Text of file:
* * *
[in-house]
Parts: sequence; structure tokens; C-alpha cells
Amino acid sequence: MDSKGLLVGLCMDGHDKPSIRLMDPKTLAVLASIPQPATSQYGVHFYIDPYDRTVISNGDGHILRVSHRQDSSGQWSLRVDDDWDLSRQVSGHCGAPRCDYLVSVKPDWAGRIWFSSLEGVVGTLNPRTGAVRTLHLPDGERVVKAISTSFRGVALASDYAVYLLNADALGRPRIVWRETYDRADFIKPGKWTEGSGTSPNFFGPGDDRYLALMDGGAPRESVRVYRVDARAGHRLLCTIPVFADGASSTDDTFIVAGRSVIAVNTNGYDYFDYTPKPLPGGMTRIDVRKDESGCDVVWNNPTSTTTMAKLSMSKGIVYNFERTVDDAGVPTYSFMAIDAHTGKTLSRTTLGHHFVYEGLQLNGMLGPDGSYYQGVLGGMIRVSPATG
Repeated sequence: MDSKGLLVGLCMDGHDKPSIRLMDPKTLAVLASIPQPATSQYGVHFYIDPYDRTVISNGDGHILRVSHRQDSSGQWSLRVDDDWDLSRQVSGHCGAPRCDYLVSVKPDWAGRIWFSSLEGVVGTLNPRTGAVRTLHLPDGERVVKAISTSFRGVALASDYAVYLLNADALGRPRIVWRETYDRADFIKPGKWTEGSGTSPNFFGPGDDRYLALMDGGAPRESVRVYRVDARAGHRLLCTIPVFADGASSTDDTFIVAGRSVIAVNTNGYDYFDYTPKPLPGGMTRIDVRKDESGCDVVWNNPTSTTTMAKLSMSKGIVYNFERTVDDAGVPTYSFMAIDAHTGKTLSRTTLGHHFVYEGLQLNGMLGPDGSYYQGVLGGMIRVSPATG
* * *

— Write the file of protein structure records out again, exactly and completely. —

[in-house]
Parts: sequence; structure tokens; C-alpha cells
Amino acid sequence: MDSKGLLVGLCMDGHDKPSIRLMDPKTLAVLASIPQPATSQYGVHFYIDPYDRTVISNGDGHILRVSHRQDSSGQWSLRVDDDWDLSRQVSGHCGAPRCDYLVSVKPDWAGRIWFSSLEGVVGTLNPRTGAVRTLHLPDGERVVKAISTSFRGVALASDYAVYLLNADALGRPRIVWRETYDRADFIKPGKWTEGSGTSPNFFGPGDDRYLALMDGGAPRESVRVYRVDARAGHRLLCTIPVFADGASSTDDTFIVAGRSVIAVNTNGYDYFDYTPKPLPGGMTRIDVRKDESGCDVVWNNPTSTTTMAKLSMSKGIVYNFERTVDDAGVPTYSFMAIDAHTGKTLSRTTLGHHFVYEGLQLNGMLGPDGSYYQGVLGGMIRVSPATG
Repeated sequence: MDSKGLLVGLCMDGHDKPSIRLMDPKTLAVLASIPQPATSQYGVHFYIDPYDRTVISNGDGHILRVSHRQDSSGQWSLRVDDDWDLSRQVSGHCGAPRCDYLVSVKPDWAGRIWFSSLEGVVGTLNPRTGAVRTLHLPDGERVVKAISTSFRGVALASDYAVYLLNADALGRPRIVWRETYDRADFIKPGKWTEGSGTSPNFFGPGDDRYLALMDGGAPRESVRVYRVDARAGHRLLCTIPVFADGASSTDDTFIVAGRSVIAVNTNGYDYFDYTPKPLPGGMTRIDVRKDESGCDVVWNNPTSTTTMAKLSMSKGIVYNFERTVDDAGVPTYSFMAIDAHTGKTLSRTTLGHHFVYEGLQLNGMLGPDGSYYQGVLGGMIRVSPATG